July 29, 2010

Switchback poet Jessica Bozek has a new chapbook, Squint into the Sun, available now from Switchback's longtime literary love, dancing girl press!

Many thanks to editor Kristy Bowen and congratulations Jessica!!!

from Squint into the Sun

have I told you

I’m living in a natural disaster

information center?

on our shelves thirty movies

about the ends of things

we get giddy

about erosion & avalanches

would that this week crash

more quickly to its end

& I into you

July 29, 2010

Marisa Crawford and the rest of our friends at Small Desk Press are running this contest -- submit submit submit!

Lizzy Acker Monster Poetry Contest
Judge: Lizzy Acker

Are there monsters in your closet? Or under your bed? Do you see them when you close your eyes? Do you love them?

In celebration of the upcoming release of Lizzy Acker's Monster Party, Small Desk Press is thrilled (and terrified) to present the Monster Poetry Contest.

Send us a poem about monsters: think Frankenstein, Loch Ness, serial killers, childhood nightmares, the REM album, The Aileen Wuornos movie, etc., etc., etc.

The contest winner will receive a free catalog of all Small Desk Press titles – including Monster Partywhen it's released this fall – plus publication on http://wewhoareabouttodie.com/.

Please send submissions to contest@smalldeskpress.com by August 1st, 2010, and write "Lizzy Acker Monster Poetry Submission" in the subject line. Please include a cover page with ONLY the title o...

July 24, 2010

Friend o' Switchback Jessi Lee Gaylord reviews Bobcat Country and reminds me how awesome it is. Not like I forgot! -- but Jessi is spot-on:

"Homan dissects a slice of American pie, leaving the reader holding a dirty knife"

"a fly-by-the-seat-of-your-pants verse that flirts with prose"

"Bobcat delivers a Midwestern pastoral with exacting detail and a sheepish sense of humor, reminding us how it felt to have our feet propped on a sun-hot dash, singing along to Guns N’ Roses as our youth flew by."

July 18, 2010

Kathleen (Oneiromance (an epithalamion)) gives a rundown of her Poets & Puppets reading with Leigh Stein, Sasha Fletcher, Jason Koo, Sommer Browning and Noah Eli Gordon, Martin Rock, Jason Zuzga, and "Elisa Gabbert" (er, a puppet "with lace hair and pale disk eyes") over at Harriet.

July 14, 2010

At The Best American Poetry blog, poet Jennifer Knox writes about Comment Field
Bullies (CFBs) in her Jane, You Ignorant Slut post:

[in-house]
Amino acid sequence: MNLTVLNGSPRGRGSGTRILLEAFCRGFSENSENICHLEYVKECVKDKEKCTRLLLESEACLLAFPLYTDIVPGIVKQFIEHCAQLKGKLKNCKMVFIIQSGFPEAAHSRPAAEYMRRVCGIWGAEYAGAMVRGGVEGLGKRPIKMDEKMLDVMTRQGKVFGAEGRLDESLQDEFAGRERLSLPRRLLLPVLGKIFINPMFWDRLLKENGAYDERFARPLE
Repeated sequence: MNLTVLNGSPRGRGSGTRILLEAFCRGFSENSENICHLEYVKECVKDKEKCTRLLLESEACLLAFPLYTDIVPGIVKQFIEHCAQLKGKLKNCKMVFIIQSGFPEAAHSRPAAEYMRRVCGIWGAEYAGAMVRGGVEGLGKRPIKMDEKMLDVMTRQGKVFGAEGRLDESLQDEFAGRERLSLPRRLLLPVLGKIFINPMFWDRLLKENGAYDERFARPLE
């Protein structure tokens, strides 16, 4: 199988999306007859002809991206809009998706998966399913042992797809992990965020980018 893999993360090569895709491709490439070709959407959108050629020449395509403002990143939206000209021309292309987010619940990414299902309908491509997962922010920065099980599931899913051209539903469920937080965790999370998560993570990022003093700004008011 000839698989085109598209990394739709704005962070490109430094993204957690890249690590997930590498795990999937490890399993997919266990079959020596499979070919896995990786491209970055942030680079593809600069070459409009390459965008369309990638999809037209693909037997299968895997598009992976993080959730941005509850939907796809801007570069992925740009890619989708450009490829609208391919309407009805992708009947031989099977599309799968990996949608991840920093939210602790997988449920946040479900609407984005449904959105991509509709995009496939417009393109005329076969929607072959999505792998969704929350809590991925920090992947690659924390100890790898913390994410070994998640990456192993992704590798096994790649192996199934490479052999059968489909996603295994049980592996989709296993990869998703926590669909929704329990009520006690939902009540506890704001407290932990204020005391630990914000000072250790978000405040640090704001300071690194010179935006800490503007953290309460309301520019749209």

Did somebody say Jen Knox’s poems "read like Richard Pryor with an MFA"? Yes,
somebody did.* Here's Knox's DRUNK BY NOON published by Bloof Books:

Here's her website: http://www.jenniferlknox.com/

July 3, 2010

Gina Myers (Switchback hearts you!) reviews Becca Klaver's LA Liminal over at New Pages

Dean Rader reviews Simone Muench's Orange Crush over at The Weekly Rader

Becca Klaver offers up some Fourth of July fun for the Poetry Foundation

July 2, 2010

Check out Marisa Crawford's poem "Artifacts" from The Haunted House.

Then pick up your copy here, here, or here.

July 1, 2010

...Over at Gently Read Literature:

Without constructing sequential plots, she deals with women’s lack of liberation and some of its awful particulars. Condensing what could be the early slave years of Sojourner Truth, in a poem about a young girl’s suicide titled “You Were Long Days and I Was Tiger-Lined,” Muench initially lashes the reader: “master wear a mask when you break out the leather.” No need to explain the link between whipping and being “tiger-lined”; Muench’s work suggests a woodshed of lost connections in a single image.

Check it out here:

***Just noticed that Reiss also "reviews" the author photo at the end of the review... gross! Aren't we past this yet??? He describes "an attractive woman with horn-rimmed eyeglasses and a terrific smile." And while that may be true, um, really? NOT OK.***

July 1, 2010

From SPD Recommends- July 1, 2010

New Poetry from Switchback Books
The Haunted House by Marisa Crawford $14 paper 82 pp. Switchback Books ISBN: 9780978617257

Poetry. Marisa Crawford's first collection of poetry evokes The Breakfast Club's angst with deliberate control and fresh upheaval. Centering on coming-of-age themes, Crawford is brutally honest yet careful in her representations and confessional moments—she invokes a preteen voice, capturing in detail female subjects, such as one who wears "cotton flowers on her undershirt," and describing "men who leave handprints all over your blankets." There is a maddening and desirous investment in the characters littered throughout: Ivy, Deidre, Virginia, Stephanie, Megan. Each girl is a catalyst for another brilliantly crafted poem; each poem is a catalyst for swizzle-stick nostalgia and a close re-examination of girlhood. The winner of the 2008 Gatewood Prize, Crawford reminds us that although we may make it out of our childhoods alive, we...

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